The COVID-19 pandemic has changed our world. For hospitals and health systems this meant canceling non-emergent surgeries and other services – many of which are often for care that is potentially life-saving, necessary to alleviate pain and suffering, or to restore individuals to full health. At the same time, for some hospitals and health systems it accounts for up to 75% of their revenues necessary to cover the costs of employee salaries and the operation of facilities and technologies necessary to ensure they are always there, ready to care. And, of course, physicians and other health professionals face similar challenges. This has never happened in our history, and the financial strain it has created has put enormous pressures on all hospitals, which could force some to ultimately close their doors.
The New York Times ran a story this week highlighting hospital systems that received funds from the CARES Act, failing to mention the financial devastation that all hospitals have experienced. Every hospital in America prepared for — and many are caring for — COVID-19 patients. From the start of the pandemic, we asked Congress and the Administration for the financial support hospitals on the front lines desperately need to fight this battle. The article failed to capture the “triple whammy” hit related to COVID-19 that all hospitals face that is contributing to an unprecedented financial crisis for hospitals and health systems. These include: skyrocketing costs of preparing for a surge of COVID-19 patients; a forced shutdown of regular operations for non-emergent procedures; and treating a growing number of uninsured patients.
And while $54 billion in relief funds have been sent to hospitals, the government assistance won't make up for the catastrophic financial losses created by COVID-19. Just this week, HHS announced the distribution of an additional $10 billion from the CARES Act emergency relief fund to hospitals serving high numbers of Medicaid and uninsured patients. These hospitals care for our nation’s most vulnerable patients and communities, which have suffered disproportionately from the pandemic. The financial situation for many of these hospitals before COVID-19 was bleak, with a number of them operating in the red. The economic challenges created by COVID-19 has forced hospital leaders to make tough decisions, like furloughing staff.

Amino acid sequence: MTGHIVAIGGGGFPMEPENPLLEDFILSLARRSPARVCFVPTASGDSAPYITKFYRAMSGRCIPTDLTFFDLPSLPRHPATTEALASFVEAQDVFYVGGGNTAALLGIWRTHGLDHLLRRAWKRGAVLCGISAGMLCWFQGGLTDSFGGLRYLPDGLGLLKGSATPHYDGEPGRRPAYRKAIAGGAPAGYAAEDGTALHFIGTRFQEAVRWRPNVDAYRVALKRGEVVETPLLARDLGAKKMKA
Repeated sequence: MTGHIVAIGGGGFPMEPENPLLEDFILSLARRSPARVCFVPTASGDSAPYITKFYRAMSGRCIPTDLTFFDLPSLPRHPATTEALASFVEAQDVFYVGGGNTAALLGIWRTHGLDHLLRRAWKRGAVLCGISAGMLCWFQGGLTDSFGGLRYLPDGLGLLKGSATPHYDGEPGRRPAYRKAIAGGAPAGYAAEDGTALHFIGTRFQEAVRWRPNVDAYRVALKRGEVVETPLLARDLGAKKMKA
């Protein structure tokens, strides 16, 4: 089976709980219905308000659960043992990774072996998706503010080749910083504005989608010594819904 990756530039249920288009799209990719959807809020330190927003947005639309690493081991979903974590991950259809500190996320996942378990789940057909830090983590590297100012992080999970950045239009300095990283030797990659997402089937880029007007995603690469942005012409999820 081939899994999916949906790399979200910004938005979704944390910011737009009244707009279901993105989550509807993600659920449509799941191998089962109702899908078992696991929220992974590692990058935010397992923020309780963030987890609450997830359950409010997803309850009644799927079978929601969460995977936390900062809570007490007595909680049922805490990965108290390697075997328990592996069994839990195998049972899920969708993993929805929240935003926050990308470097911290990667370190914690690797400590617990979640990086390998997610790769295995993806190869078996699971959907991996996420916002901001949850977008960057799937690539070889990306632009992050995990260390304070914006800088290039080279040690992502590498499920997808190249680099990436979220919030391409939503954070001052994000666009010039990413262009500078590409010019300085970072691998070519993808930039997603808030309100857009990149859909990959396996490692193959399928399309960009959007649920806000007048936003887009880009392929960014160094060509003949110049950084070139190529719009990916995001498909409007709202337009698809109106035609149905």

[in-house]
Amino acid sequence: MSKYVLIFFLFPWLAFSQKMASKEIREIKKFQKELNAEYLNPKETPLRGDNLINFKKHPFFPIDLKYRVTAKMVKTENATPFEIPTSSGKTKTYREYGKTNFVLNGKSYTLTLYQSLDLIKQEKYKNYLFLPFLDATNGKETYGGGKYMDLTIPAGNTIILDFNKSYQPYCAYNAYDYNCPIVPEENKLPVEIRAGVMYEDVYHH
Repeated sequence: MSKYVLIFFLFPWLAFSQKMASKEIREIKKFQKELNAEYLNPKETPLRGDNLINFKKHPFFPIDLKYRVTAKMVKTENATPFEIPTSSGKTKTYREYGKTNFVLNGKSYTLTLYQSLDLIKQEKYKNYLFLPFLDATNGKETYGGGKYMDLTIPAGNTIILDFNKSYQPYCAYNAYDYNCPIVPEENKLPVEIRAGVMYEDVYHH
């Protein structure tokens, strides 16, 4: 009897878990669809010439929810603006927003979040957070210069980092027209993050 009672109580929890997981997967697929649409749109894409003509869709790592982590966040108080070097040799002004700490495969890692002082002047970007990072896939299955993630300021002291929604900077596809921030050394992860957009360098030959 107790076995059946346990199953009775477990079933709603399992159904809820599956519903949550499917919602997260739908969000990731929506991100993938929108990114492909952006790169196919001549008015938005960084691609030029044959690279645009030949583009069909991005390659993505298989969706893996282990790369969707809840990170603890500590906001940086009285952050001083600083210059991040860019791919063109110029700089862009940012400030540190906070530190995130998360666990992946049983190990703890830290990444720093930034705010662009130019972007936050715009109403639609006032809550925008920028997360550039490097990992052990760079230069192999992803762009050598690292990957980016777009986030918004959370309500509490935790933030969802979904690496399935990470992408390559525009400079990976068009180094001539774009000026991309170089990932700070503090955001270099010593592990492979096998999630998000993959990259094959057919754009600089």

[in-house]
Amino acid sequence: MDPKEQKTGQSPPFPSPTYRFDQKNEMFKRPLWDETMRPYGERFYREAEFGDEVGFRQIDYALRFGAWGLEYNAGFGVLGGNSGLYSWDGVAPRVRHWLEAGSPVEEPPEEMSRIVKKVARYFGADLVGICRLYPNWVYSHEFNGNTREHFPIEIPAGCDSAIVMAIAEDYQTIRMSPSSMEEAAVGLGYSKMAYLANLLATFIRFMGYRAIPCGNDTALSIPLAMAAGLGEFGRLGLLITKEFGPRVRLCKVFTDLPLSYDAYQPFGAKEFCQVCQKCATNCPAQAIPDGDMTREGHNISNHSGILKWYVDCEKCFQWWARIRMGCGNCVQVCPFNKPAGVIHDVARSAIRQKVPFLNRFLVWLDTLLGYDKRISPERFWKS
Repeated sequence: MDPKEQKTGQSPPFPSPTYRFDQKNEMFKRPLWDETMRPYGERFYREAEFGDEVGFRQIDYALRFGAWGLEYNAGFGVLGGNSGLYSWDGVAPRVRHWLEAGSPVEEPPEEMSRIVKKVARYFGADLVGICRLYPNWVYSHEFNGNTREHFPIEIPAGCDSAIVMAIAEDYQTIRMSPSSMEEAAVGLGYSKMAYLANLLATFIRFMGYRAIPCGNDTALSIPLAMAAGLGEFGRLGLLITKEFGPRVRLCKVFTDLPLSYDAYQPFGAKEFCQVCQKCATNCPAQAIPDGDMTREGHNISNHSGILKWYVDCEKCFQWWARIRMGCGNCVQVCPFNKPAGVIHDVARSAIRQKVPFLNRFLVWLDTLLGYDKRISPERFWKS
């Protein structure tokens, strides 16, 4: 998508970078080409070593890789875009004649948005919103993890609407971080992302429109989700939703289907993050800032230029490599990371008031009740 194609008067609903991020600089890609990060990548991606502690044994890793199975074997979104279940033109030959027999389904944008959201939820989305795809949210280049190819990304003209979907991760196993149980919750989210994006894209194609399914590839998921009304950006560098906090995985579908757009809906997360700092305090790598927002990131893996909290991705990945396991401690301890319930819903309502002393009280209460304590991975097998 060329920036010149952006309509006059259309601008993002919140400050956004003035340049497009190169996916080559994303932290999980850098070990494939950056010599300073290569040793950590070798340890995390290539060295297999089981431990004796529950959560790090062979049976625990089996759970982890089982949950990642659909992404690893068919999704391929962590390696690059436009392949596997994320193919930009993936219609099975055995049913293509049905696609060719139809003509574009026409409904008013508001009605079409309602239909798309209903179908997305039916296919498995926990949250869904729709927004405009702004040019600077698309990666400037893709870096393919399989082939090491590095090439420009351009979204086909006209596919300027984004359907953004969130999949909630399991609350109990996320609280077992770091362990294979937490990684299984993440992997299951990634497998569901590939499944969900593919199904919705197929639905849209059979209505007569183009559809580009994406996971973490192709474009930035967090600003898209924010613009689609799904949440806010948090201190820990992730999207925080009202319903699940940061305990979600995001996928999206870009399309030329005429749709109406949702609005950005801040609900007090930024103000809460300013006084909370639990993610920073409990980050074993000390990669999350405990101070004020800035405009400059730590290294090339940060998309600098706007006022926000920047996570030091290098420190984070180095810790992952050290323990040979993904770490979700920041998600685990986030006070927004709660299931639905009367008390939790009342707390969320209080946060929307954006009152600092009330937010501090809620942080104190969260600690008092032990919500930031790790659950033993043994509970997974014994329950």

Even before the pandemic the financial state of many hospitals was very fragile. The Congressional Budget Office predicted that between 40-50% of hospitals could have negative margins by 2025. The pandemic has further exacerbated an already precarious situation. An analysis by Kaufman Hall showed that April 2020 was the worst month in the history for America’s hospitals and health systems in terms of operating margins.
The AHA’s own report found that hospitals and health systems are projected to lose more than $200 billion between March 1 and June 30 due to this pandemic. Last month, Moody’s Investors Service found that “nonprofit hospitals should expect to see the financial effects of the pandemic into next year and assistance from the federal government is unlikely to fully compensate them.” And most experts agree that recovery will be slow. In a Kaiser Family Foundation survey, more than one quarter (26%) of individuals reported that they would wait four months or longer to seek previously skipped care.
Our patients, communities and the entire country is depending on hospitals remaining resilient, particularly given that more “hot spots” are emerging and that a reoccurrence may be on the horizon. As Dr. Anthony Fauci has said, “A second wave of coronavirus is inevitable.” Truth is: ensuring hospitals remain strong is a matter of national security. In order to do that, hospitals will need further support and resources to ensure that we can continue to deliver the critical care that our patients and communities depend on – while also ensuring that we are prepared for the continuing challenges we face from this pandemic, as well as other potential emergencies.